These are just a few of the steps our attorneys can take to help you assess and improve your employment risk profile. If you might have needs in any of these areas, please do not hesitate to call for a “P4A3 Assessment.Read More
The Eleventh Circuit Court of Appeals recently held that an employer is not absolved from liability for unreported overtime under the Fair Labor Standards Act (FLSA) if it has actual or constructive knowledge that time records are inaccurate. The ruling in Bailey v. TitleMax of Georgia (No. 14-11747) reversed a lower court’s decision accepting the defense that an employee could not recover overtime pay because he underreported his own work hours.
In the TitleMax case, there was evidence that the employee’s supervisor encouraged the underreporting of hours to avoid paying overtime and occasionally edited time records after they had been entered. The Court of Appeals found that this showed the employer had either actual or constructive knowledge of the underreporting of work hours. According to the court, “[i]f an employer knew or had reason to know that its employee underreported his hours, it cannot escape FLSA liability by asserting equitable defenses based on that underreporting.”
The TitleMax case highlights the importance of maintaining accurate time records, ensuring that supervisors and managers are trained on FLSA requirements, and requiring non-exempt employees to accurately report all working time. This is one of the many areas in which our firm can provide guidance to reduce employers’ legal risk.Read More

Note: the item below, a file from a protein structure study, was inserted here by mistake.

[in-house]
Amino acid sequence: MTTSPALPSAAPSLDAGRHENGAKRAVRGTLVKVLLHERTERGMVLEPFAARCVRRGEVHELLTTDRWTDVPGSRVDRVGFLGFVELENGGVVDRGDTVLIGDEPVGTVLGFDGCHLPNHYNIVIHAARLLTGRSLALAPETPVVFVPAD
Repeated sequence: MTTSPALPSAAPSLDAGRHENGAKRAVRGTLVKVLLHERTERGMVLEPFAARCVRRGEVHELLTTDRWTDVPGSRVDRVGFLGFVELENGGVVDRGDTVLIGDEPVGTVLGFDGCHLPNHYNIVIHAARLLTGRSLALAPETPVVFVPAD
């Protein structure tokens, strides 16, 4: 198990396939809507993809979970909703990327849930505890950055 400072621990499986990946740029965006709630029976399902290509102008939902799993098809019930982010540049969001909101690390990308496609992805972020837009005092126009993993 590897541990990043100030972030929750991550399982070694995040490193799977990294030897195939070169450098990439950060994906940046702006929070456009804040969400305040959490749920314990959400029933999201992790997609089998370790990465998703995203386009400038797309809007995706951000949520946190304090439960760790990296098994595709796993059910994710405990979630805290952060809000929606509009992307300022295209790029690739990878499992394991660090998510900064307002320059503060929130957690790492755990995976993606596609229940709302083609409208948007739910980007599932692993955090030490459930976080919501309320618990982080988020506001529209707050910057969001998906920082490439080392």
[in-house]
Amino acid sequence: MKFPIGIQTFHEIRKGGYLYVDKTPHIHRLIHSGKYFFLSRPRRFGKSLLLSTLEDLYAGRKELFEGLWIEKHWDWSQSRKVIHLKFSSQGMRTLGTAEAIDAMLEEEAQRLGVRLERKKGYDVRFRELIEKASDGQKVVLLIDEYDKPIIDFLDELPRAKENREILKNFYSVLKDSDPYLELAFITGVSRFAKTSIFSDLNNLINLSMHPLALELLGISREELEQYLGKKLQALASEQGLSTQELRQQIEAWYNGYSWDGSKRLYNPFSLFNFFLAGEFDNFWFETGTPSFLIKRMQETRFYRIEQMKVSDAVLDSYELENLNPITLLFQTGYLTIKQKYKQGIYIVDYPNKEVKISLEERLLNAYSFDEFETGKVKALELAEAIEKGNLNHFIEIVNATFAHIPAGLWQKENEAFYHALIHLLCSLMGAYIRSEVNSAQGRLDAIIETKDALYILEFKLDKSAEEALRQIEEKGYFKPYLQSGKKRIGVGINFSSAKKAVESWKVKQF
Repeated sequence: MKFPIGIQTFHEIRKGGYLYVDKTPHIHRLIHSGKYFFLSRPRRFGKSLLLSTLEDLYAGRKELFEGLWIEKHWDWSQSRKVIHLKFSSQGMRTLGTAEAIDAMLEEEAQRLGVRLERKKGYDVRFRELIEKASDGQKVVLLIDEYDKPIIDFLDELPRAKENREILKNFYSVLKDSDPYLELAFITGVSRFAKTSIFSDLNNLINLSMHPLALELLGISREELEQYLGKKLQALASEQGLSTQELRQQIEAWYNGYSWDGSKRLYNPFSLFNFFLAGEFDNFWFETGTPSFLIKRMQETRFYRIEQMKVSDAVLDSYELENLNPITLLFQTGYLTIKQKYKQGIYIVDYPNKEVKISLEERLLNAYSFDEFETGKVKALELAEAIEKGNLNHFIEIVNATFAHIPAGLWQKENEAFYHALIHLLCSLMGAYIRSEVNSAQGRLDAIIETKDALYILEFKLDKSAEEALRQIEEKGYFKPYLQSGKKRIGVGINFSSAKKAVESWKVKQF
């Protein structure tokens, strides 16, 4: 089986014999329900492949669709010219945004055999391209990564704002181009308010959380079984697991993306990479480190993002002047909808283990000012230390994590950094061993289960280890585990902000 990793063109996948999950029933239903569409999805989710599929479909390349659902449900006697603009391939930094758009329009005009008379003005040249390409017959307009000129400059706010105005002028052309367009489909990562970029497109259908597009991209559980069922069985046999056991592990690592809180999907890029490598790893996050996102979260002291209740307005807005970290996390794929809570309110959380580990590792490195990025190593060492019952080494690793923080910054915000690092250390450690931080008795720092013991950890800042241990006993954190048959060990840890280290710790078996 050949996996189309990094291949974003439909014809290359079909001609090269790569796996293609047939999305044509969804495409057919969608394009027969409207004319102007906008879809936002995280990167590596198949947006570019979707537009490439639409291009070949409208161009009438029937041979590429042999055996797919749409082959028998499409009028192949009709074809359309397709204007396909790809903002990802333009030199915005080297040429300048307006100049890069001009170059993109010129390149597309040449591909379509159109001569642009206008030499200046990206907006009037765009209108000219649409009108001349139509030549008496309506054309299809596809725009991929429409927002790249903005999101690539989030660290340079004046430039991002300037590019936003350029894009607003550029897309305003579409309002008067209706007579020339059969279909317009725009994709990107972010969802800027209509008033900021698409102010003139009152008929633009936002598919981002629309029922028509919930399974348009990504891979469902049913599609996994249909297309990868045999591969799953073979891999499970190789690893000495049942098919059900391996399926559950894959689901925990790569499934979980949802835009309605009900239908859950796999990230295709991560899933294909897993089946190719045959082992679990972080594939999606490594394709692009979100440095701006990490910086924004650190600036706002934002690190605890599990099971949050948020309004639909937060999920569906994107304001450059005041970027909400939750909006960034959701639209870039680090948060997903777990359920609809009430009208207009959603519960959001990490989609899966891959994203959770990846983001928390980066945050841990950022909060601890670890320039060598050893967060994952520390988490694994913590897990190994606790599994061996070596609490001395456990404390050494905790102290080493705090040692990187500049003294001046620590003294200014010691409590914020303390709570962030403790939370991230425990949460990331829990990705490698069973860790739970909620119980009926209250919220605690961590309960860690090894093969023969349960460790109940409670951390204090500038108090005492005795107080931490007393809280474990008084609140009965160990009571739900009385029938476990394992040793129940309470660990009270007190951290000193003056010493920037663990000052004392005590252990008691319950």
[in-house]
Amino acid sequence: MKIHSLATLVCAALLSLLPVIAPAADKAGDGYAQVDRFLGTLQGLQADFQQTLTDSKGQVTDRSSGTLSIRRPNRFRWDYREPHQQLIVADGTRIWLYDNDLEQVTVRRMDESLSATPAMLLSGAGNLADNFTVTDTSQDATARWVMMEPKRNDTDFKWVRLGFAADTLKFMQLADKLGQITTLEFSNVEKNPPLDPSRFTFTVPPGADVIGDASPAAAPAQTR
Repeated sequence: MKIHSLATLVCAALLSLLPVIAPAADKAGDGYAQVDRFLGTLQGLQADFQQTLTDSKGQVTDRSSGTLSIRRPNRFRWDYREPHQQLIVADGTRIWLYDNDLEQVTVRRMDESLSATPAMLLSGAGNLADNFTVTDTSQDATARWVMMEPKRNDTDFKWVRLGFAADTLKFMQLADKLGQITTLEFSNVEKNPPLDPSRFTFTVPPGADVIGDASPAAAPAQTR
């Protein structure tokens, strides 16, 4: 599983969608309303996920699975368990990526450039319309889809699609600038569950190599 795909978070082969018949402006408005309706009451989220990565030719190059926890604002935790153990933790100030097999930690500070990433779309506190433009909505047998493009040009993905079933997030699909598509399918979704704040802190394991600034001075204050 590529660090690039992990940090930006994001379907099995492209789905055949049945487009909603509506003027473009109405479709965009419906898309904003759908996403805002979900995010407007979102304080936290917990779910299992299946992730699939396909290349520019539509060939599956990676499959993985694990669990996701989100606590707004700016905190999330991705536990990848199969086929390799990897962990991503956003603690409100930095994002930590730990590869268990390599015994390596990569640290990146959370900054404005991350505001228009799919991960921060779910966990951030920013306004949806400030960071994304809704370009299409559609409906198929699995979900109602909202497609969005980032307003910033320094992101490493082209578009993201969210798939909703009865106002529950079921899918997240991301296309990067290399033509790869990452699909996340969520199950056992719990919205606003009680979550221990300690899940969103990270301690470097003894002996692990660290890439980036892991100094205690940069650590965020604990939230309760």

We recently resolved a restrictive covenant dispute in favor of our client after obtaining a preliminary injunction to enforce the covenant. After an employee announced her resignation to work for a competitor, we obtained a preliminary injunction against the employee in the U.S. District Court for the Southern District of Florida, precluding her continued employment. The employee appealed to the Eleventh Circuit. After the issues were fully briefed, and after being sidelined for seven months, the employee and the competitor agreed to various restrictions and a substantial payment to our client.Read More